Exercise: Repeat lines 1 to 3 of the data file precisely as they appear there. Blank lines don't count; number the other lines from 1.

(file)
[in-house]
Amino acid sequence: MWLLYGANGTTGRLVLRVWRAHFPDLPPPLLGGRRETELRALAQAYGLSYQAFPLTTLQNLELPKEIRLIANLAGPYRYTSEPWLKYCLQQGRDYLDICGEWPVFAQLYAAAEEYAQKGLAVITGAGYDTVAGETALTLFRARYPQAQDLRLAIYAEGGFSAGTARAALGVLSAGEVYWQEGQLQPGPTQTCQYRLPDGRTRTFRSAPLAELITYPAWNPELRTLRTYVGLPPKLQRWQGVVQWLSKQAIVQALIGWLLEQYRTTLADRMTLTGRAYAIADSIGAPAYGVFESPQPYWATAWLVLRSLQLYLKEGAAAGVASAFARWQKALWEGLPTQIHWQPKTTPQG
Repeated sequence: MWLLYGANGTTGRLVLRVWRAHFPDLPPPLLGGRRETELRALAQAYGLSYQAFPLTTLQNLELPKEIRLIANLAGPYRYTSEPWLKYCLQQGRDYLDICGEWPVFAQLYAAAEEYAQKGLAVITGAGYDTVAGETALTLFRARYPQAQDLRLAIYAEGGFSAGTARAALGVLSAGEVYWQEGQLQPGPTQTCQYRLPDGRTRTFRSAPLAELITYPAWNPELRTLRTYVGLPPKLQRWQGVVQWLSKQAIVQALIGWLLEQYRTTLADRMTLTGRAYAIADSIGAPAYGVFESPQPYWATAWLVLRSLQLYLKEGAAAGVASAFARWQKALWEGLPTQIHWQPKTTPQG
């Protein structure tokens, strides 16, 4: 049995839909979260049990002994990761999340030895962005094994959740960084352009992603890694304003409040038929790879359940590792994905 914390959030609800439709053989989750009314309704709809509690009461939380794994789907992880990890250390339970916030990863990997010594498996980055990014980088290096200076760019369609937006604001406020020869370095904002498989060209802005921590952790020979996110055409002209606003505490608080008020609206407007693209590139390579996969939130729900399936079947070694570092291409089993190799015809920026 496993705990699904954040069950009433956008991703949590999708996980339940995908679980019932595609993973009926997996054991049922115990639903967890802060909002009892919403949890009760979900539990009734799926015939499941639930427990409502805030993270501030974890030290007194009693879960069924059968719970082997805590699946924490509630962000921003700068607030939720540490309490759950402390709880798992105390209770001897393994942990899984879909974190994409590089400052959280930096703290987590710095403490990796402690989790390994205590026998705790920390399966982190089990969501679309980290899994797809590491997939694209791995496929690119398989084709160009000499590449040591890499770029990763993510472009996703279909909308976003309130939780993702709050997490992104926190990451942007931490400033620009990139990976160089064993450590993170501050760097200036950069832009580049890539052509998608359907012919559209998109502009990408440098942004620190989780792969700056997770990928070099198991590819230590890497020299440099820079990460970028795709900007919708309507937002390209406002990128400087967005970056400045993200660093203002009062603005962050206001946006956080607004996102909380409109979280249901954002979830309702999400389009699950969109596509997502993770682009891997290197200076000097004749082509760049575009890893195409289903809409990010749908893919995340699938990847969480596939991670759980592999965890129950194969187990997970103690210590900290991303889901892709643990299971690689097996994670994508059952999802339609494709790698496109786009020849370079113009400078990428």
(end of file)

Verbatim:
[in-house]
Amino acid sequence: MWLLYGANGTTGRLVLRVWRAHFPDLPPPLLGGRRETELRALAQAYGLSYQAFPLTTLQNLELPKEIRLIANLAGPYRYTSEPWLKYCLQQGRDYLDICGEWPVFAQLYAAAEEYAQKGLAVITGAGYDTVAGETALTLFRARYPQAQDLRLAIYAEGGFSAGTARAALGVLSAGEVYWQEGQLQPGPTQTCQYRLPDGRTRTFRSAPLAELITYPAWNPELRTLRTYVGLPPKLQRWQGVVQWLSKQAIVQALIGWLLEQYRTTLADRMTLTGRAYAIADSIGAPAYGVFESPQPYWATAWLVLRSLQLYLKEGAAAGVASAFARWQKALWEGLPTQIHWQPKTTPQG
Repeated sequence: MWLLYGANGTTGRLVLRVWRAHFPDLPPPLLGGRRETELRALAQAYGLSYQAFPLTTLQNLELPKEIRLIANLAGPYRYTSEPWLKYCLQQGRDYLDICGEWPVFAQLYAAAEEYAQKGLAVITGAGYDTVAGETALTLFRARYPQAQDLRLAIYAEGGFSAGTARAALGVLSAGEVYWQEGQLQPGPTQTCQYRLPDGRTRTFRSAPLAELITYPAWNPELRTLRTYVGLPPKLQRWQGVVQWLSKQAIVQALIGWLLEQYRTTLADRMTLTGRAYAIADSIGAPAYGVFESPQPYWATAWLVLRSLQLYLKEGAAAGVASAFARWQKALWEGLPTQIHWQPKTTPQG